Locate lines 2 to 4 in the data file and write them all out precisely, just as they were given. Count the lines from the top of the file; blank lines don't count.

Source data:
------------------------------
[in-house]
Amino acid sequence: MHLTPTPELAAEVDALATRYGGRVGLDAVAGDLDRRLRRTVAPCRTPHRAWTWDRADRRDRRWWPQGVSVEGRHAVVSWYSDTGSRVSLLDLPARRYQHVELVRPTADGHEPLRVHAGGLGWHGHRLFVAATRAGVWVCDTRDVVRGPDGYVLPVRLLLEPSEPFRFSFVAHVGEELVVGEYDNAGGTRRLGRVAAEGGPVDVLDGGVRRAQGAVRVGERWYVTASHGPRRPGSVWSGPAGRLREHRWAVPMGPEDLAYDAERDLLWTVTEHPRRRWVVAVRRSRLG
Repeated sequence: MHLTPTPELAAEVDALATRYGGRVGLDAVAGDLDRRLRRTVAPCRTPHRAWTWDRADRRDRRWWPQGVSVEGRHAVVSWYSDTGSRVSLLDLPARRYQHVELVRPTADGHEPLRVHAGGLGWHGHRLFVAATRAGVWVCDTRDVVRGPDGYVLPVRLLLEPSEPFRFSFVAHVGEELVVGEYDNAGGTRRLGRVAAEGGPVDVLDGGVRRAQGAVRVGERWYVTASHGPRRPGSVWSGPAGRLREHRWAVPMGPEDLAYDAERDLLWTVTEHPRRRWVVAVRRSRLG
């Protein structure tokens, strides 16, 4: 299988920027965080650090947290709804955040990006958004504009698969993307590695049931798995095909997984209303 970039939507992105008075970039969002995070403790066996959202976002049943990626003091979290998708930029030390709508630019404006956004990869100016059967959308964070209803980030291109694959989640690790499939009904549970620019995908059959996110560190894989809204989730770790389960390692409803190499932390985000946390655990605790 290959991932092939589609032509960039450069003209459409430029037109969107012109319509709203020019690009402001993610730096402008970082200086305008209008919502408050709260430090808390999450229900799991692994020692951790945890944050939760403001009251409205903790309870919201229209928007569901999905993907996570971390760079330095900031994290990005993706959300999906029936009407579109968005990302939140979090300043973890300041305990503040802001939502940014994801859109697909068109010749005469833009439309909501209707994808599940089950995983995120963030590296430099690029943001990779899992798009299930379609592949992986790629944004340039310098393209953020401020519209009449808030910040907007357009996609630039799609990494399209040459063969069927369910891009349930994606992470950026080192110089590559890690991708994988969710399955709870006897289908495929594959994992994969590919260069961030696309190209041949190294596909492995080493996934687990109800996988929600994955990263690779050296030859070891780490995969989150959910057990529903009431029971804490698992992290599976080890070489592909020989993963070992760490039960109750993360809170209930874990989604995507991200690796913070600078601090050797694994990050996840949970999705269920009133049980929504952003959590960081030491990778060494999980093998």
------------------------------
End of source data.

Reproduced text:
Amino acid sequence: MHLTPTPELAAEVDALATRYGGRVGLDAVAGDLDRRLRRTVAPCRTPHRAWTWDRADRRDRRWWPQGVSVEGRHAVVSWYSDTGSRVSLLDLPARRYQHVELVRPTADGHEPLRVHAGGLGWHGHRLFVAATRAGVWVCDTRDVVRGPDGYVLPVRLLLEPSEPFRFSFVAHVGEELVVGEYDNAGGTRRLGRVAAEGGPVDVLDGGVRRAQGAVRVGERWYVTASHGPRRPGSVWSGPAGRLREHRWAVPMGPEDLAYDAERDLLWTVTEHPRRRWVVAVRRSRLG
Repeated sequence: MHLTPTPELAAEVDALATRYGGRVGLDAVAGDLDRRLRRTVAPCRTPHRAWTWDRADRRDRRWWPQGVSVEGRHAVVSWYSDTGSRVSLLDLPARRYQHVELVRPTADGHEPLRVHAGGLGWHGHRLFVAATRAGVWVCDTRDVVRGPDGYVLPVRLLLEPSEPFRFSFVAHVGEELVVGEYDNAGGTRRLGRVAAEGGPVDVLDGGVRRAQGAVRVGERWYVTASHGPRRPGSVWSGPAGRLREHRWAVPMGPEDLAYDAERDLLWTVTEHPRRRWVVAVRRSRLG
């Protein structure tokens, strides 16, 4: 299988920027965080650090947290709804955040990006958004504009698969993307590695049931798995095909997984209303 970039939507992105008075970039969002995070403790066996959202976002049943990626003091979290998708930029030390709508630019404006956004990869100016059967959308964070209803980030291109694959989640690790499939009904549970620019995908059959996110560190894989809204989730770790389960390692409803190499932390985000946390655990605790 290959991932092939589609032509960039450069003209459409430029037109969107012109319509709203020019690009402001993610730096402008970082200086305008209008919502408050709260430090808390999450229900799991692994020692951790945890944050939760403001009251409205903790309870919201229209928007569901999905993907996570971390760079330095900031994290990005993706959300999906029936009407579109968005990302939140979090300043973890300041305990503040802001939502940014994801859109697909068109010749005469833009439309909501209707994808599940089950995983995120963030590296430099690029943001990779899992798009299930379609592949992986790629944004340039310098393209953020401020519209009449808030910040907007357009996609630039799609990494399209040459063969069927369910891009349930994606992470950026080192110089590559890690991708994988969710399955709870006897289908495929594959994992994969590919260069961030696309190209041949190294596909492995080493996934687990109800996988929600994955990263690779050296030859070891780490995969989150959910057990529903009431029971804490698992992290599976080890070489592909020989993963070992760490039960109750993360809170209930874990989604995507991200690796913070600078601090050797694994990050996840949970999705269920009133049980929504952003959590960081030491990778060494999980093998």